With the advent of modernity, the questions on which philosophers and religious thinkers had been reflecting for centuries underwent a dramatic and unprecedented change. For over a thousand years, the existence of God and the importance of religion had gone unquestioned in the Western world. Any discussion was confined to the best ways of understanding and putting into practice a religious truth that had already been revealed.
Acclaimed humanities teacher Phillip Cary explores thousands of years of deep reflection and brilliant debate over the nature of God, the human self, and the world. It's a debate that serves as a vivid introduction to the rich and complex history shared by the West's central religious and philosophical traditions.
“Once upon a time…” Those four words bring us comfort, joy, and hope, as they start a plethora of stories that often end with “happily ever after.” We carry these stories in our hearts like dear old friends, turning to them for inspiration, courage, and entertainment—much in the same way as those who originally told them used them to pass the time and share lessons among family and friends. However, the stories we know now are not always the same ones that were told centuries ago, and were not always told for the same reasons.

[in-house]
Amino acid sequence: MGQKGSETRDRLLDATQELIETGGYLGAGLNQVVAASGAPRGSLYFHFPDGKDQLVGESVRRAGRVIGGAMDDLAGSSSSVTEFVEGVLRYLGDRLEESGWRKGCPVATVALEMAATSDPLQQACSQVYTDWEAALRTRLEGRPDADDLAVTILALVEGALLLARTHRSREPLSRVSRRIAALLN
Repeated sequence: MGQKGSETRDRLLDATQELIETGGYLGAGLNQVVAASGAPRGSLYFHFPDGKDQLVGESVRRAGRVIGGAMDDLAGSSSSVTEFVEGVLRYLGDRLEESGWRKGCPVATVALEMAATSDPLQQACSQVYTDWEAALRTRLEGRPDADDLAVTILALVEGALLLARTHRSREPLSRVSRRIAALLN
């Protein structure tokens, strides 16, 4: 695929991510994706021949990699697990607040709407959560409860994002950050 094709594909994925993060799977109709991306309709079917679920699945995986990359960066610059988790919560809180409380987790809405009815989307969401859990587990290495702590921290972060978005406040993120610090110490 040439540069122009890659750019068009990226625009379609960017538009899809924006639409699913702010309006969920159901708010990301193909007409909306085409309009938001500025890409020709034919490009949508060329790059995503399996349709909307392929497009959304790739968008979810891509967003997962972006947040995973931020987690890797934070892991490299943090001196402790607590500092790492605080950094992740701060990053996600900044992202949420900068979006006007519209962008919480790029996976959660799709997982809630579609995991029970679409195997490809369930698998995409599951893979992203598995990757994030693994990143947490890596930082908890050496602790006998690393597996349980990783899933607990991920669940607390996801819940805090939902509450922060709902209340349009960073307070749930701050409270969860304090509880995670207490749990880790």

Famed for great thinkers, poets, artists, and leaders, ancient Greece and Rome were also home to some of the most creative engineers who ever lived. Many of their feats have survived; others have disappeared into the mists of time. But modern research is shedding new light on these renowned wonders—impressive buildings, infrastructure systems, and machines that were profoundly important in their own day and have had a lasting impact on the development of civilization.